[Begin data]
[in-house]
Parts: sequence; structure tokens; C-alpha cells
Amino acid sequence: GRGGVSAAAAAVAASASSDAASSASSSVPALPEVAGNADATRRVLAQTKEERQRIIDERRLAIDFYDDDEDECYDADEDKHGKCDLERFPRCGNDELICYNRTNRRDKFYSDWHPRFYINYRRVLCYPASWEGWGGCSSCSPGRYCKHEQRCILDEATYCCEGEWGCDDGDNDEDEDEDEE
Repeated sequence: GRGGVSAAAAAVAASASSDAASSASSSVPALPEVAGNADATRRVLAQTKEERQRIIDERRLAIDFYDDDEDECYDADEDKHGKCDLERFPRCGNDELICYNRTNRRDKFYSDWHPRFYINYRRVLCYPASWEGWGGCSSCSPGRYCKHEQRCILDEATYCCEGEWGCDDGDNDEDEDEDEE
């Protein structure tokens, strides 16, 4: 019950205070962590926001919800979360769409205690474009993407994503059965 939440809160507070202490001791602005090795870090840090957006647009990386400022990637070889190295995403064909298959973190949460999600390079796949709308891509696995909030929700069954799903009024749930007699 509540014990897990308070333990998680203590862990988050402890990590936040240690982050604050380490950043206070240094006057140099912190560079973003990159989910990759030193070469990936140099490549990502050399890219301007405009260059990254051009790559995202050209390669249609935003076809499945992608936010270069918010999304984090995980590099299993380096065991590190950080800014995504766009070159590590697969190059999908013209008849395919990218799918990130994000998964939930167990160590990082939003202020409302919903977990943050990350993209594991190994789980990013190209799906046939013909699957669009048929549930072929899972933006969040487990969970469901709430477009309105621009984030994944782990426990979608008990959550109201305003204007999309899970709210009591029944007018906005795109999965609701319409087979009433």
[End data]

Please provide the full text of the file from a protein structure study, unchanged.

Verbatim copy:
[in-house]
Parts: sequence; structure tokens; C-alpha cells
Amino acid sequence: GRGGVSAAAAAVAASASSDAASSASSSVPALPEVAGNADATRRVLAQTKEERQRIIDERRLAIDFYDDDEDECYDADEDKHGKCDLERFPRCGNDELICYNRTNRRDKFYSDWHPRFYINYRRVLCYPASWEGWGGCSSCSPGRYCKHEQRCILDEATYCCEGEWGCDDGDNDEDEDEDEE
Repeated sequence: GRGGVSAAAAAVAASASSDAASSASSSVPALPEVAGNADATRRVLAQTKEERQRIIDERRLAIDFYDDDEDECYDADEDKHGKCDLERFPRCGNDELICYNRTNRRDKFYSDWHPRFYINYRRVLCYPASWEGWGGCSSCSPGRYCKHEQRCILDEATYCCEGEWGCDDGDNDEDEDEDEE
């Protein structure tokens, strides 16, 4: 019950205070962590926001919800979360769409205690474009993407994503059965 939440809160507070202490001791602005090795870090840090957006647009990386400022990637070889190295995403064909298959973190949460999600390079796949709308891509696995909030929700069954799903009024749930007699 509540014990897990308070333990998680203590862990988050402890990590936040240690982050604050380490950043206070240094006057140099912190560079973003990159989910990759030193070469990936140099490549990502050399890219301007405009260059990254051009790559995202050209390669249609935003076809499945992608936010270069918010999304984090995980590099299993380096065991590190950080800014995504766009070159590590697969190059999908013209008849395919990218799918990130994000998964939930167990160590990082939003202020409302919903977990943050990350993209594991190994789980990013190209799906046939013909699957669009048929549930072929899972933006969040487990969970469901709430477009309105621009984030994944782990426990979608008990959550109201305003204007999309899970709210009591029944007018906005795109999965609701319409087979009433």